From Canada to Argentina, Jackson fans shake to 'Thriller'

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The Independent Culture

Michael Jackson fans around the world wore zombie costumes and struck scary poses in a bid to enter the Guinness Book of World Records for the greatest number of people simultaneously dancing to his song "Thriller."

Some 230 people donated food or money to the food bank in this western Canadian city and danced to Jackson's song, which blasted out of loudspeakers Saturday as howls reverberated off surrounding high rises in a downtown Vancouver plaza.

Performers included children, teachers, and university students. They came dressed in body paint, blood-spattered wedding dresses, prison garb, and as ghouls.

"I love dancing, I love Michael Jackson and it was a perfect opportunity to do both and get into the Guinness Book of World Records," said elementary school teacher Heather Shantz, 26, who travelled half a day from a rural coastal community to take part in the event.

"I love dressing up in Halloween stuff," said Kristine Teichrob, an interior designer dressed as a dead member of the Blue Man Group.

"Five-four-three-two-one -- it's thriller time!" yelled local coordinator Graeme Lea, as Jackson's "Thriller" started with its trademark low growl, then blasted into the familiar song as a crowd of several hundred cheered.

The global event was ostensibly launched in Vancouver, but started at the same place around the world, according to a clock on a conference call by organizers. "When we take our first step people in China will take their first step," said Lea.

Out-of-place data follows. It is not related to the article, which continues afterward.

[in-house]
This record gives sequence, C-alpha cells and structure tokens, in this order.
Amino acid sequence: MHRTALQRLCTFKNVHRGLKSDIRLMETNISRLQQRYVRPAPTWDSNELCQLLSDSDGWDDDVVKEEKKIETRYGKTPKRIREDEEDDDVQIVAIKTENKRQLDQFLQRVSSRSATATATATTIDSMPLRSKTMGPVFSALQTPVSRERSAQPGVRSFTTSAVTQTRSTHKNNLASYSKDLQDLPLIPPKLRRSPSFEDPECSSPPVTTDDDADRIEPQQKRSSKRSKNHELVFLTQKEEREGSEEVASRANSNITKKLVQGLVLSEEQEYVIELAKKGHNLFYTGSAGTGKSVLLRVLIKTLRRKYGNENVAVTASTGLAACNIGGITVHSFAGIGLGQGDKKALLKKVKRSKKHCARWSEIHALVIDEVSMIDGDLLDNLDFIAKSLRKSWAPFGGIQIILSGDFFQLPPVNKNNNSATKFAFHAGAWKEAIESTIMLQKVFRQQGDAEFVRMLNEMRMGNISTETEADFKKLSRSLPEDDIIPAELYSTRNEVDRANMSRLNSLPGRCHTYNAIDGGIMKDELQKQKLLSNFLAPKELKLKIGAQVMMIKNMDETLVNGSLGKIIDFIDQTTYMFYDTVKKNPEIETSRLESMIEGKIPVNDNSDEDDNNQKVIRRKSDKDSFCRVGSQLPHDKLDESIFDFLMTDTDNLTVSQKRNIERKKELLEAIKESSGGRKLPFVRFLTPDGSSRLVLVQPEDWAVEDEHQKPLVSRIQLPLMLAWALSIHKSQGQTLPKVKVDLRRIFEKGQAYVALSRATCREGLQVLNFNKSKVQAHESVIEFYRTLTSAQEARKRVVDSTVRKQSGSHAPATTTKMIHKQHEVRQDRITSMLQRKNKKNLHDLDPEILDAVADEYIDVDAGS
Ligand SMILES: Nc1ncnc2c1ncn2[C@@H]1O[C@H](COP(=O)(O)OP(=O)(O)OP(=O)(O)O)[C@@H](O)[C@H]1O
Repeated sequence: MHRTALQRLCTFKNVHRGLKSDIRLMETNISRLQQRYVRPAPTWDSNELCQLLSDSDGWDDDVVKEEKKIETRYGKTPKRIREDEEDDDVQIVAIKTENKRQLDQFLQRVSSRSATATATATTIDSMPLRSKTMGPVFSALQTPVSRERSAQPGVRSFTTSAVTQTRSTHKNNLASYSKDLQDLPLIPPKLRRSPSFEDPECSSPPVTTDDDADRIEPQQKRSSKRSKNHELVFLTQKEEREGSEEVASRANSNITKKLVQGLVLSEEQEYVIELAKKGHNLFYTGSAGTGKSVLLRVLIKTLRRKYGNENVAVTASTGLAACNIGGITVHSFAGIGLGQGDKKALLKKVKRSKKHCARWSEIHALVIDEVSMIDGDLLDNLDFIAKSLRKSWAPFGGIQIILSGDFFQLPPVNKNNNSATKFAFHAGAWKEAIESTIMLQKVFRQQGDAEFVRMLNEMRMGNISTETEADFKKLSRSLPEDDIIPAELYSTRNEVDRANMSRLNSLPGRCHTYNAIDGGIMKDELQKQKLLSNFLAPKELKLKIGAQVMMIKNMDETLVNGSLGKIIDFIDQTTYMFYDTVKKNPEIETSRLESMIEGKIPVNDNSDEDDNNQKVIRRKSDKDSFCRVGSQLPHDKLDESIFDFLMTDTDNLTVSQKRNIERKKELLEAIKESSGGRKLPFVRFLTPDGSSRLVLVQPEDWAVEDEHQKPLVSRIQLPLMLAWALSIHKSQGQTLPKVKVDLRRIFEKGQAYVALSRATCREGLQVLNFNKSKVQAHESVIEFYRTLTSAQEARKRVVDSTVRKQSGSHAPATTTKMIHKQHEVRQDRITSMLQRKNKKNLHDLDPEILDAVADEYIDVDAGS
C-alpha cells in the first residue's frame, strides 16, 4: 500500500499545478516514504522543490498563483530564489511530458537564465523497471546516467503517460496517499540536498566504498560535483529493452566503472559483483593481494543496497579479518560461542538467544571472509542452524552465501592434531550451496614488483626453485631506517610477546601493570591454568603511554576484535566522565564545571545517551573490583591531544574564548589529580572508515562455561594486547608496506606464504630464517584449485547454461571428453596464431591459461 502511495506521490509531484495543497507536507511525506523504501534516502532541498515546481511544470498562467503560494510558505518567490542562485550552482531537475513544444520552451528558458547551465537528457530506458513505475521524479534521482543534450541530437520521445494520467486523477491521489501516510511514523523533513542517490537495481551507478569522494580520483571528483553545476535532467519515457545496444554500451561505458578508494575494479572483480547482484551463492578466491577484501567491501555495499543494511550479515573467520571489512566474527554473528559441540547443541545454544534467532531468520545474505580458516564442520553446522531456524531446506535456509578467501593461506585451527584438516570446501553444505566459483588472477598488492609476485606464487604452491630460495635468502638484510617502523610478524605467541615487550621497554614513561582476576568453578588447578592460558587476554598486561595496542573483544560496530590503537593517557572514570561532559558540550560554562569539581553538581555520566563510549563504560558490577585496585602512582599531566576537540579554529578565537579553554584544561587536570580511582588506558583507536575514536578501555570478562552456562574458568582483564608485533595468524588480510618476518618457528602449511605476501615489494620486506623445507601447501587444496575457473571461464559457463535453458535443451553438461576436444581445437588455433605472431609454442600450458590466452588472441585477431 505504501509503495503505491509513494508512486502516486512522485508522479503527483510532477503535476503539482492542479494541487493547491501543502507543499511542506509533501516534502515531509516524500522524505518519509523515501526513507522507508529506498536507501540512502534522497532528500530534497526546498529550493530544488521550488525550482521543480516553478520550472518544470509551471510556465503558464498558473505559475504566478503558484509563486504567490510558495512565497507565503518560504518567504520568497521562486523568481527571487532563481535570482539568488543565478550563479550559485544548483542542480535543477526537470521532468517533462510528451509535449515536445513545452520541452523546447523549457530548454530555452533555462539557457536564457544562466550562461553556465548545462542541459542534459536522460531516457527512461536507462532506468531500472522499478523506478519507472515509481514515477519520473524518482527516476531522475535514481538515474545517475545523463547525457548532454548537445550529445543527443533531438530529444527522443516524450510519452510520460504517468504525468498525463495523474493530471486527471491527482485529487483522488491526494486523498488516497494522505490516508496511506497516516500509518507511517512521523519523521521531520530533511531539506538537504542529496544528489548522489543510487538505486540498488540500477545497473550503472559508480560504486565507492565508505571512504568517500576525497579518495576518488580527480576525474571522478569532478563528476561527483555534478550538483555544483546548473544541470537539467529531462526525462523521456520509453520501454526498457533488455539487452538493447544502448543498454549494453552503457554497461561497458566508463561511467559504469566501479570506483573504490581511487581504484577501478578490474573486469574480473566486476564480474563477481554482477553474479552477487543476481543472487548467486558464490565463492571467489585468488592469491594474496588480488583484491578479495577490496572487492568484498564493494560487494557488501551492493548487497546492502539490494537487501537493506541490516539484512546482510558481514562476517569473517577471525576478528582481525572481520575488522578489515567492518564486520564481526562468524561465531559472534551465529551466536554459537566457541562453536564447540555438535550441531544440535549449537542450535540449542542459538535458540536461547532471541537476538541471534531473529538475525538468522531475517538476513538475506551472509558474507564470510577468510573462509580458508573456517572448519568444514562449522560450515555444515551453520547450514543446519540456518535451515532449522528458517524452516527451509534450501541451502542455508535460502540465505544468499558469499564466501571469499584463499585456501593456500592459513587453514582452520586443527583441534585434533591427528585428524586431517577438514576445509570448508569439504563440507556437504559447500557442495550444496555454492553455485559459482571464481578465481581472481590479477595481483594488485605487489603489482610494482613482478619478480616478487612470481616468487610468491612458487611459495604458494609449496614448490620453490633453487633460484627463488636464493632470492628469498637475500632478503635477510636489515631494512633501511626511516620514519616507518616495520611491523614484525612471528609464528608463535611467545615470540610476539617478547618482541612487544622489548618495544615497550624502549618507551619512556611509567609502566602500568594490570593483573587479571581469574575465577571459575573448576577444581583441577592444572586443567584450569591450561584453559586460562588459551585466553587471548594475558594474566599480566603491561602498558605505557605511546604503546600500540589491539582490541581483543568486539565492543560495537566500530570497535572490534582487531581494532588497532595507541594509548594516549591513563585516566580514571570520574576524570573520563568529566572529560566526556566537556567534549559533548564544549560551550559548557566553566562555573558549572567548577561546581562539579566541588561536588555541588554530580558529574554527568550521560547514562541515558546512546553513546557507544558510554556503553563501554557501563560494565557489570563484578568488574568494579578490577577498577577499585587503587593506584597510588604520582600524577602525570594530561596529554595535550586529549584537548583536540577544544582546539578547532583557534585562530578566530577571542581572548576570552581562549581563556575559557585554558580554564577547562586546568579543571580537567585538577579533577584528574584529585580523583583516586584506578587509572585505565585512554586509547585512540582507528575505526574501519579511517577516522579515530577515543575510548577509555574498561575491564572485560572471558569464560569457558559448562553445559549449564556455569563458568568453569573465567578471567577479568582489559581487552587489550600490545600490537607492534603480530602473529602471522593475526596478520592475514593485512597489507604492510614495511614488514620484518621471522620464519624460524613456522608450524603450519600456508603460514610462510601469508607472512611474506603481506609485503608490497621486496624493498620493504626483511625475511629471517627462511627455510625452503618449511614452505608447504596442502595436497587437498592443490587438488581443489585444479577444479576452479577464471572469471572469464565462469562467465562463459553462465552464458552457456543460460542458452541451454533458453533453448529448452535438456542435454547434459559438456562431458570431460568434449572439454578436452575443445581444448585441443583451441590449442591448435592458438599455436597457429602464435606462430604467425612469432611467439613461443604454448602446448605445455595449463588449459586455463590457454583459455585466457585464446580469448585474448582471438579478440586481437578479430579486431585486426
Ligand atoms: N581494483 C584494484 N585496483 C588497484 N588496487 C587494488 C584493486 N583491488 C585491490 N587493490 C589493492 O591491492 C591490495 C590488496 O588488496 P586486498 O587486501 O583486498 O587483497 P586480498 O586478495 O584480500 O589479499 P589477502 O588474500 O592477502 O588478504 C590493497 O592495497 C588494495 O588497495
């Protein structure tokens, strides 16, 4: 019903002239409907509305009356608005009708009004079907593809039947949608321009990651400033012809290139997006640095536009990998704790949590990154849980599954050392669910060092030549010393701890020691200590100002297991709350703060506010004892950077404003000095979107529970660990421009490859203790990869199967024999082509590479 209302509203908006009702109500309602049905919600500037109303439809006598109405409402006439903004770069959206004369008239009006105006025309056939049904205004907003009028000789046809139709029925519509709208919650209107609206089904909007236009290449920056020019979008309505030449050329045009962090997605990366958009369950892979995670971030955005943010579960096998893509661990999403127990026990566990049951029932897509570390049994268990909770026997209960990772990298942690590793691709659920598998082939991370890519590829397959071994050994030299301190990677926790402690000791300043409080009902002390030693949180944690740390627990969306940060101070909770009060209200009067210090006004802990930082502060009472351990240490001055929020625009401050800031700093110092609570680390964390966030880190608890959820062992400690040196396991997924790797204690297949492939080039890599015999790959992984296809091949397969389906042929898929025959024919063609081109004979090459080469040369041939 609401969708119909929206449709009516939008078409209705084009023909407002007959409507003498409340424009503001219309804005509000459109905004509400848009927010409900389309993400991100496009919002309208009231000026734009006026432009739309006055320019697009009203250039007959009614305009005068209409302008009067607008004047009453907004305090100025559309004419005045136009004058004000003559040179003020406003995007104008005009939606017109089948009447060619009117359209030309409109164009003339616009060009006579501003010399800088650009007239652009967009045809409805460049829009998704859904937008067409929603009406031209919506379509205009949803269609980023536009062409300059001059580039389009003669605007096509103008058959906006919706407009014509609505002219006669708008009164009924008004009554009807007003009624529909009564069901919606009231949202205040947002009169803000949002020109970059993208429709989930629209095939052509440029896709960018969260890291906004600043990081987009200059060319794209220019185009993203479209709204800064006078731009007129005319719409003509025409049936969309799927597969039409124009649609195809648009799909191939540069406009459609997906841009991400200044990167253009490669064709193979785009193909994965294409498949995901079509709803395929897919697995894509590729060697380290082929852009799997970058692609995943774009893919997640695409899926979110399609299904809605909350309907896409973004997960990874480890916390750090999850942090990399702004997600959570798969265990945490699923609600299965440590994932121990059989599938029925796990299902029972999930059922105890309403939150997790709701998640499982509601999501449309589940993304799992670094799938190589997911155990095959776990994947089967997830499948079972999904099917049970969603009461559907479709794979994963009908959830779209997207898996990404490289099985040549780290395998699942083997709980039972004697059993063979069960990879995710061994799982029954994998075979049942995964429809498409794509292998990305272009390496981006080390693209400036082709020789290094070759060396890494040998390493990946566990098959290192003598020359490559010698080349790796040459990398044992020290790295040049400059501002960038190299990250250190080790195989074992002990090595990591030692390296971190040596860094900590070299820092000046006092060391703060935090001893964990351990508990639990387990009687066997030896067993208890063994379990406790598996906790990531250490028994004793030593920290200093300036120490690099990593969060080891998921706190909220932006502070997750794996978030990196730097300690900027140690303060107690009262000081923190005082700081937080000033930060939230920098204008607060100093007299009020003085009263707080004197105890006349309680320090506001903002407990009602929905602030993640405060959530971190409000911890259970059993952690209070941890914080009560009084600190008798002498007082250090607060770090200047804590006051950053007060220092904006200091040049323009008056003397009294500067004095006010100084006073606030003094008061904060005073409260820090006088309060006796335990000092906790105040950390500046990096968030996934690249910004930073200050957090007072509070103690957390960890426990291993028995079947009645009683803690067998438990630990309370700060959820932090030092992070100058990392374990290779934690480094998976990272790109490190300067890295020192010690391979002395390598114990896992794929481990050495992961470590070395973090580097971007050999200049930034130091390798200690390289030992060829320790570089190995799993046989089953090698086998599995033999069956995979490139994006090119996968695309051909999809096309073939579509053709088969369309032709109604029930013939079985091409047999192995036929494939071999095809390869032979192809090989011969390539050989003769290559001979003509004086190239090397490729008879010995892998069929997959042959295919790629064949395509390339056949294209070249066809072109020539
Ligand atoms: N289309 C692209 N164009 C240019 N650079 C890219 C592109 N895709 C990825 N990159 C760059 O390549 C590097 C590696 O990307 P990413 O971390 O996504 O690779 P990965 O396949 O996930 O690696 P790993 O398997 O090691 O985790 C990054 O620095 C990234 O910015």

The local food bank collected more than 2,000 Canadian dollars from the event.

On Canada's East Coast, about 100 people danced in the streets on Montreal and talked enthusiastically about the late singer, who, despite career setbacks, remained one of the top-selling pop artists of all times.

"Michael Jackson remains our idol," said a man, who did not give his name. "He did so much for various charities, so we came here to pay our respects."

Although separated by thousands of miles, the celebrations in Vancouver and Montreal mirrored a similar event in a park in the Argentine capital where about 400 Michael Jackson fans shook to the beat of the 1982 hit.

Released more that a quarter-century ago, the album "Thriller" remains the best-selling album of all time, with estimated sales between 70-110 million copies worldwide.

The dance party in Buenos Aires brought together adults, teenagers and children, who were not even born when "Thriller" first hit the record stores.

"I'm here to pay tribute to the King of Pop," said 10-year-old Melissa Acosta, who danced in the park near a giant screen that displayed Michael Jackson's video.

"For my father, Elvis Presley and Michael Jackson are the real kings. But personally I like Michael more."

Fans in more than 200 cities around the world were expected to take part in the celebration dedicated to the memory of the King of Pop.

Jackson died on June 25 at the age of 50 after taking a lethal cocktail of prescription drugs. The coroner's office in Los Angeles has ruled his death a homicide.

In France, some 60 people aged from 11 to 73 signed up to take part in the "Thriller" dance extravaganza in the western village of Gourin.

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